You drafted him to take up space and basically buy you time for the D to get there and clean up the mess. That is your defensive strategy.
    See if you fix his “glove issue” you will open up a host of other ways to beat him. If he was on mid level team in the bottom 15 of his division, he would be getting destroyed. That is what you are drafting. Teams aren’t drafting goalies that can think and stay ahead of the shooter, get in the shooters head, and I mean knowing what the shooter has to shoot at. Nope teams want a 4×6 body if they could.
    So while the breakdown is great, its simple physical physics that cause this. Again, the style is take the bottom of the net away and play the percentages. You are asking him to block the puck “in MOST INSTANCES” of where the it would go. You arent asking him to react, force, and control the game. Every play table hockey with the big bubble? The goalie is on a stick and can move left and right and its a lump of plastic….. THAT defines the blocking style.

  9. Phil Power

    Great breakdown! This goes to show how big minor adjustments can be, Crawford does not have a bad glove as the media is playing up…just has a bad habit forming. Not speaking on an NHL level, but from a goalie who struggles with his glove hand…when you do make those adjustments it takes the opposing team a lot longer to clue in…. unfortunately the Bruins do not have that luxury.

  10. Huh?

    It’s great to read an article by a guy who’s never played a single game in junior or pro hockey rip apart a world class NHL goaltender. It’s very easy to show before and after photos with no context and ham up whatever analysis you want. Crawford is the stanley cup champion and had the lowest GAA of all goalies in the playoffs. I really hope you can give him some lessons this summer Eli, cause boy does he needs some help!

    • Eli Rassi

      Thanks for your comment. I wouldn’t classify this article as one that “ripped apart” a world class goaltender. It’s a simple analysis of something that was widely recognized by analysts and the media. All I did was write this article similar to how a scouting report would be written for any goaltender. It’s completely unbiased.

      I believe this article contains all of the context that’s needed to help people understand what was happening at a specific location on Crawford’s glove side. It has video and images, and explains in detail what was happening to Crawford’s glove when the puck was shot at a specific area of his arm. As you can tell by the comments, some goalies have experienced something similar and noticed it, too.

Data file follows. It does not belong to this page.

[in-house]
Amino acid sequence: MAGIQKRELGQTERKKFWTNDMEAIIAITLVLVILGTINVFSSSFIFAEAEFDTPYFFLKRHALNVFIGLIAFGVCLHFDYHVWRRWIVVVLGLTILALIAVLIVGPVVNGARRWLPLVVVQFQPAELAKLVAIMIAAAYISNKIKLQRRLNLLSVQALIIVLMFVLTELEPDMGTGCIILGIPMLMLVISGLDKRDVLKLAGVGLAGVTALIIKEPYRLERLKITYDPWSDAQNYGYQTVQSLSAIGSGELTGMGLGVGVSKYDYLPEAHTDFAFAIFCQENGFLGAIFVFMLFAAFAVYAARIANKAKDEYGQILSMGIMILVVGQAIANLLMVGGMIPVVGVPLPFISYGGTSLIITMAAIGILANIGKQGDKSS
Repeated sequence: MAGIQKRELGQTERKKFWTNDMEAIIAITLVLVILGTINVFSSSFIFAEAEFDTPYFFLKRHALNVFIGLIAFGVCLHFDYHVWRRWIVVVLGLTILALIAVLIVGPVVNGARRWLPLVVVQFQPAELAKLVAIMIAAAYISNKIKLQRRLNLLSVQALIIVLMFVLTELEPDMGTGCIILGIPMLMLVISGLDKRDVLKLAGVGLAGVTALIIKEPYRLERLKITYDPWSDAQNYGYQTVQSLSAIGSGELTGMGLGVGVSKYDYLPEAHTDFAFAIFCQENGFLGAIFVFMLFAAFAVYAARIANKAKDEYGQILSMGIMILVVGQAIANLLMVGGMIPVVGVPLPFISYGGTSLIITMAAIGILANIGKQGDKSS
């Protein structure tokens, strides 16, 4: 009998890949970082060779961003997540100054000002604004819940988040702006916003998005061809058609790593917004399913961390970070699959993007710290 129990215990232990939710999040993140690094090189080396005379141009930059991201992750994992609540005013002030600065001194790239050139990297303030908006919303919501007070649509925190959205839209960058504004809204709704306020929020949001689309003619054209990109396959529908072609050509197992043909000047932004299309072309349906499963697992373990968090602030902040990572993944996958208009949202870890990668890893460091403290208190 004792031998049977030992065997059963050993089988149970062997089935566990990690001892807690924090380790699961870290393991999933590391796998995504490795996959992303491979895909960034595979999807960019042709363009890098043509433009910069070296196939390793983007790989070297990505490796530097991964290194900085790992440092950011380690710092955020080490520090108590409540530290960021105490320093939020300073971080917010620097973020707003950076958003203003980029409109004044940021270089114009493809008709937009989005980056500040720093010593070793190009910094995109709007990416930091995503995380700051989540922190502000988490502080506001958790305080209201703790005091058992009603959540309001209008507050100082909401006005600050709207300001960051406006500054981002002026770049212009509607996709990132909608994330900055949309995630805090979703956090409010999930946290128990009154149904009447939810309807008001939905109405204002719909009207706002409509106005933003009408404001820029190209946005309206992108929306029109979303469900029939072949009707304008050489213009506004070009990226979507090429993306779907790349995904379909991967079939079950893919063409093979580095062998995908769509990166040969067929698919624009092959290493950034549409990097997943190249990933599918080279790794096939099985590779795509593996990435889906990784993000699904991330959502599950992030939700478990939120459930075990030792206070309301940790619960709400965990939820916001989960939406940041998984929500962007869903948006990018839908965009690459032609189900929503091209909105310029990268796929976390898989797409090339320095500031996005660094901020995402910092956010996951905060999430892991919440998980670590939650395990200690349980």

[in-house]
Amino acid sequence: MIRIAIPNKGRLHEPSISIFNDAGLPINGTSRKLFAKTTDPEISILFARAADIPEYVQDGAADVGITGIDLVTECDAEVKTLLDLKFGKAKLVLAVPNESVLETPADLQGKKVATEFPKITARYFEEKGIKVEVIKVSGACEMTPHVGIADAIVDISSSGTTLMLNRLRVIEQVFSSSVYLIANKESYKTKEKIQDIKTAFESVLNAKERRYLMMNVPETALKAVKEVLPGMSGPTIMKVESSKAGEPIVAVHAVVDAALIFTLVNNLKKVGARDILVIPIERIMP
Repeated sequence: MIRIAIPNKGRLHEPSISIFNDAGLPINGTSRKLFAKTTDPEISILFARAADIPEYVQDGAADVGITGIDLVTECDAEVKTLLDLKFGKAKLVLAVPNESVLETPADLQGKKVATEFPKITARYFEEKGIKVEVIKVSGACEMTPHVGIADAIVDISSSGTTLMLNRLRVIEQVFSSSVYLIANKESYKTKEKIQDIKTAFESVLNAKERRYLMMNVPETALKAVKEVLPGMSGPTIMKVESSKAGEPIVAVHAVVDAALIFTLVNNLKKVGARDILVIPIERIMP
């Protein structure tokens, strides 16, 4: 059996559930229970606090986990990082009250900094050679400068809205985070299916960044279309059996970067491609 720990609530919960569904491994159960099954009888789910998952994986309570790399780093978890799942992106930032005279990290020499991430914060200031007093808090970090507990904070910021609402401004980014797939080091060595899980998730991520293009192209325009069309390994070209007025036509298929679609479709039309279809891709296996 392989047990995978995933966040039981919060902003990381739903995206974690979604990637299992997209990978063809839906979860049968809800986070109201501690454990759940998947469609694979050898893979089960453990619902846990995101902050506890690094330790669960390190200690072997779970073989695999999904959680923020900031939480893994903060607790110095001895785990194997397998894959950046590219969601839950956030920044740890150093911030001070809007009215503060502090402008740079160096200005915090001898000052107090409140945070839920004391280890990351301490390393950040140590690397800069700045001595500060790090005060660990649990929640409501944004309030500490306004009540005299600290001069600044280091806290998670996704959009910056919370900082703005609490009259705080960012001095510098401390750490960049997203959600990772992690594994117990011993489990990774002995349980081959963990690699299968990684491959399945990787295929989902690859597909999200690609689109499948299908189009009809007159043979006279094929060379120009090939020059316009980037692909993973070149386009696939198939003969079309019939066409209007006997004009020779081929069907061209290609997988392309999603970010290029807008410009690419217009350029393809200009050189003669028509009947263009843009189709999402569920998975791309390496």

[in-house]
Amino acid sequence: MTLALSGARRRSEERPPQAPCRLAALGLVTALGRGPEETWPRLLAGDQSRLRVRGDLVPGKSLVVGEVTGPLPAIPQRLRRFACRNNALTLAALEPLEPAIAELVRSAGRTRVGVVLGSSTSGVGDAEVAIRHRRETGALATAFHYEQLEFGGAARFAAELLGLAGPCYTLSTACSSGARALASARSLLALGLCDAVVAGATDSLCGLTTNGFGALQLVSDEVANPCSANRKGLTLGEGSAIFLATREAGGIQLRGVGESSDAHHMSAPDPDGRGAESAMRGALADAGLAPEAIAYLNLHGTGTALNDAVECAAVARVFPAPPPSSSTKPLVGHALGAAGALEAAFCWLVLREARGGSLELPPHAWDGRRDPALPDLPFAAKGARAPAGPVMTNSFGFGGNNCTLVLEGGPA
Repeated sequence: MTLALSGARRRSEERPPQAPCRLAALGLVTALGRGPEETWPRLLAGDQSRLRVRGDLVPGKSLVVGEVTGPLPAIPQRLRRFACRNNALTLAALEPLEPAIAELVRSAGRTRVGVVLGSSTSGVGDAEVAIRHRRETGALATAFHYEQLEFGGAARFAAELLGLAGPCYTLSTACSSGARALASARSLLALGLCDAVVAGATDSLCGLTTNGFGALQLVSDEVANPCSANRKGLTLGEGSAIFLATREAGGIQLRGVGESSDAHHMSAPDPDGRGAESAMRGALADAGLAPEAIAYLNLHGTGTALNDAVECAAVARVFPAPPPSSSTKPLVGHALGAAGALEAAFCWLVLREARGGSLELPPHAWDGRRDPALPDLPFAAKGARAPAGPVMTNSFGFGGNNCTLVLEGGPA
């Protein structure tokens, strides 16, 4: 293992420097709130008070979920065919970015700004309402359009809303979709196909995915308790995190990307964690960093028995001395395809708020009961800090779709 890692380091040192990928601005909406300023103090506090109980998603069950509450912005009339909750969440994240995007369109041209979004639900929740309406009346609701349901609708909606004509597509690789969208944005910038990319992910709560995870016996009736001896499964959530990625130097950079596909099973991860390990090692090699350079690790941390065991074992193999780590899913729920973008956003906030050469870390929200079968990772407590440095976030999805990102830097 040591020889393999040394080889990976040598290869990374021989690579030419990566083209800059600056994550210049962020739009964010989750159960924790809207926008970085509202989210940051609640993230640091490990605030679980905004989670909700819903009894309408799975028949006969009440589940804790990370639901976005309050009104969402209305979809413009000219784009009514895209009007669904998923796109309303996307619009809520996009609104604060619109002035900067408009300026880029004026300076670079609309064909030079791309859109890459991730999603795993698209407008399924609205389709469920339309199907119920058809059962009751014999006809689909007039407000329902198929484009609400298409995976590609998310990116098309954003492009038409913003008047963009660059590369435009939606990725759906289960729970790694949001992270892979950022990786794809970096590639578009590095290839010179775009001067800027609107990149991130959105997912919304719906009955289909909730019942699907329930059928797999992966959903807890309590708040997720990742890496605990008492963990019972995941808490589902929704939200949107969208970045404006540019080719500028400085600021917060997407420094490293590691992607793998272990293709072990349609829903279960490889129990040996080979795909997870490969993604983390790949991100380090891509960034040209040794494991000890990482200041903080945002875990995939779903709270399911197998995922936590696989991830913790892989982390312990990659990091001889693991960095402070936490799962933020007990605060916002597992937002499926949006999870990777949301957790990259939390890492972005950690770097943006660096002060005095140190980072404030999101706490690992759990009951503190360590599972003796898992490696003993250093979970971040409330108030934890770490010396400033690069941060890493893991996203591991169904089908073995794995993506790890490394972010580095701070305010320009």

For the record, I never said Crawford wasn’t a world class goaltender. In fact, I was asked if I thought he could help the Blackhawks win the Stanley Cup and my answer was yes.

      I don’t understand what my playing career has anything to do with this. You’re right, I never played major junior or pro hockey. If you’re going to judge by that, then you’re including a long list of people out there who are involved with hockey (coaches, media, analysts, scouts) who never played at a high level, yet make valuable contributions to the game.

    • Ralph Zobjeck

      Agreed. I coulden’t stand hearing the media talking about the “Sophmore Slump” and it finally got into his head. Cory is as level headed and solid a goalie any team could wish for.

  11. Brian Laarveld

    The biggest problem I have with people ripping the glove hand is in game 4 two of the 3 goals that went glove side he had no chance on regardless of the glove position, especially the Zara shot off the glass behind and the Zara one timer. You would be hard pressed to find any goalie that would have been able to stop either of those. The other problem I have is Crawford gave up 5 goals the Blackhawks won that game 6-5, no one NO ONE questioned Rask’s play in that game but everyone ripped Crawford for giving up 5 (really 3 in my opinion) to the point Q was asked who would start game 5! Crawford is the most underrated goalie in the league because of one average season after being named the #1 starter. He out played Howard, Quick and Rask in the playoffs. People overlook him because he’s not flashy like those guys, he’s a blocking type positional goalie who can be athletic when he has too. All the talk about him being the weak link, a question mark etc was garbage. He also set the Blackhawks all-time playoff record for lowest GAA with a 1.84. He and Rask gave up the same # of goals (46). He should have won the Conn Smythe but that doesn’t matter to him but Kaner said it right when he said “Crow got snubbed”. Too much analysis put into this “glove side problem”, obviously Boston may have wanted to try something else, they did loose right? In Crawford’s 23 games in the playoffs he had 1 SO, gave up 4 or more only twice with a high of 5, gave up 3 five times and 2 or less 16 times. In Rask’s 22 games he had 3 SO (the one against the Hawks in the final was a joke, ask anyone) gave up 4 or more six times with a high of 6, 3 once and 2 or less 16 times.